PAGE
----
While snow is plentiful across Hokkaido, Iwanai, a western coastal resort that’s a 45-minute drive from popular Niseko, is a particularly strong choice for virgin powder. Join expert guides at Iwanai Resort for a day of breathtaking backcountry skiing or snowboarding. Custom-made futuristic snowcats, with glass-walled cabins that maximise mountain views, transport riders above lift levels, closer to the summit of 3,560ft Mount Iwanai. Conditions allowing, riders can tackle between eight and 10 runs, eaiwach serving up about 1,000-2,000ft vertical, through terrain that includes birch trees and steep glades. Come afternoon, skiers can expect jaw-dropping sunsets over the Sea of Japan as they glide.

Rishiri Island, a cone-shaped extinct volcano, reflects in the Sea of Japan.

Photograph by Hokkaido District Transport Bureau

8. Sea kayaking around Hokkaidos secret islands 
About 12 miles off the shore of Hokkaido’s northern tip and the coastal seaside marshes of the Sarobetsu wilderness, sit the islands of Rishiri and Rebun. Come spring, get to know this area, collectively the Rishiri-Rebun-Sarobetsu National Park, by taking to the turquoise waters of the Sea of Japan by sea kayak. Circle conical-shaped Rishiri — a dormant stratovolcano that appears to float on the ocean’s surface — and, as you glide, fish with a lure for yellowtail and take in views of Rebun’s dramatic eroded cliffs.

9. Drift-ice walks in Shiretoko National Park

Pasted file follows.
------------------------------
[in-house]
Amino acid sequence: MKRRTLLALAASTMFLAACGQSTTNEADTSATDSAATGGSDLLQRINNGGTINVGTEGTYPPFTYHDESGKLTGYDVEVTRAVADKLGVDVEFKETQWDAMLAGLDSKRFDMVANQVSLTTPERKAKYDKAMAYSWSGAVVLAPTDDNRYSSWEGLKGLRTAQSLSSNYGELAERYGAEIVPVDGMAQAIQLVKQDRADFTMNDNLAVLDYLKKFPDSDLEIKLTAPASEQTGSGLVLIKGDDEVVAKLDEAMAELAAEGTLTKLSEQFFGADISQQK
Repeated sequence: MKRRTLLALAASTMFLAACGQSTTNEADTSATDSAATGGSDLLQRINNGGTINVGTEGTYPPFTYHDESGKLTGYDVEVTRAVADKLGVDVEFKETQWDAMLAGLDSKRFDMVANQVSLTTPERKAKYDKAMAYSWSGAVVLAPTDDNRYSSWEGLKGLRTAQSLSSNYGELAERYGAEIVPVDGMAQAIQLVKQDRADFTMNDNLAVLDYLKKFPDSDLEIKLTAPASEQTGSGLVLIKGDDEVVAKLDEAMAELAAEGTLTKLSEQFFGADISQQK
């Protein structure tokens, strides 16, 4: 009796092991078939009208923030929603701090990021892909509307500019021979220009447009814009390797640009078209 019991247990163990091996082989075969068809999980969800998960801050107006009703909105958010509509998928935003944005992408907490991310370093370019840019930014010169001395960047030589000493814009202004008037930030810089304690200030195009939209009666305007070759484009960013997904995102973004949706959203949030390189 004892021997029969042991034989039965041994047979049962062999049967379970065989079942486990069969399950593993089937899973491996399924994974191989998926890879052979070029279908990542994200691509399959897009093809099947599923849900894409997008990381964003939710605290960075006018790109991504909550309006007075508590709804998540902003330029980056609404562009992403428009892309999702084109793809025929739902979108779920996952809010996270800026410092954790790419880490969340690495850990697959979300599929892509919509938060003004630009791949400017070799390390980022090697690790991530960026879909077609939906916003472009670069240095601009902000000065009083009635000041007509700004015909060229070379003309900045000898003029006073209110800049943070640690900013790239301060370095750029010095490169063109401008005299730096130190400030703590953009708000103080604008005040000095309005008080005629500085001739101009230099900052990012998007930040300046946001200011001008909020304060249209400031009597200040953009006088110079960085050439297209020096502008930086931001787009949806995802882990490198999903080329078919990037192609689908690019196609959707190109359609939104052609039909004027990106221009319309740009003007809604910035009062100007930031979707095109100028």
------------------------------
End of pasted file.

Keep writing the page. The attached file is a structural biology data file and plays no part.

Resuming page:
Shiretoko National Park, which juts into the Sea of Okhotsk on a rugged volcanic peninsula in eastern Hokkaido — called the ‘End of the Earth’ by the island’s Indigenous Ainu people — comes into its own during winter. As temperatures plummet, the ancient forests in this mountainous UNESCO World Heritage Site sparkle with snow, while waterfalls freeze mid-flow, white-tailed eagles soar overhead, and seasonal drift-ice travels here from the Amur River in Russia, resembling giant stepping stones. Wandering across this creaking icescape on a guided drift-ice walk, searching for clione creatures, known as ‘angels of the drift ice’ (a type of translucent sea slug with ‘wings’), is otherworldly.

The Kushiro River that weaves through Kushiro-shitsugen National Park is often considered one of the best places to canoe in Japan. 

Photograph by Hokkaido District Transport Bureau

10. Canoe safari in Kushiro-shitsugen National Park
Hokkaido is famous for its mountain peaks, but it’s also home to Japan’s largest marsh, Kushiro-shitsugen. Around 100sq miles of pure wilderness was created here thousands of years ago when seawater penetrated these peaty wetlands, peppered with tranquil lakes. Hop in a Canadian-style canoe and pootle along the gentle Kushiro River, which meanders through the reeded wetland, spotting Yezo sika deer and red-crowned cranes as you go. Targeted conservation efforts in the area have boosted the population of this elegant bird, once thought to be locally extinct, to about 1,700 today.

To find out more about Hokkaido, visit Hokkaido LOVE! or visitsapporo.jp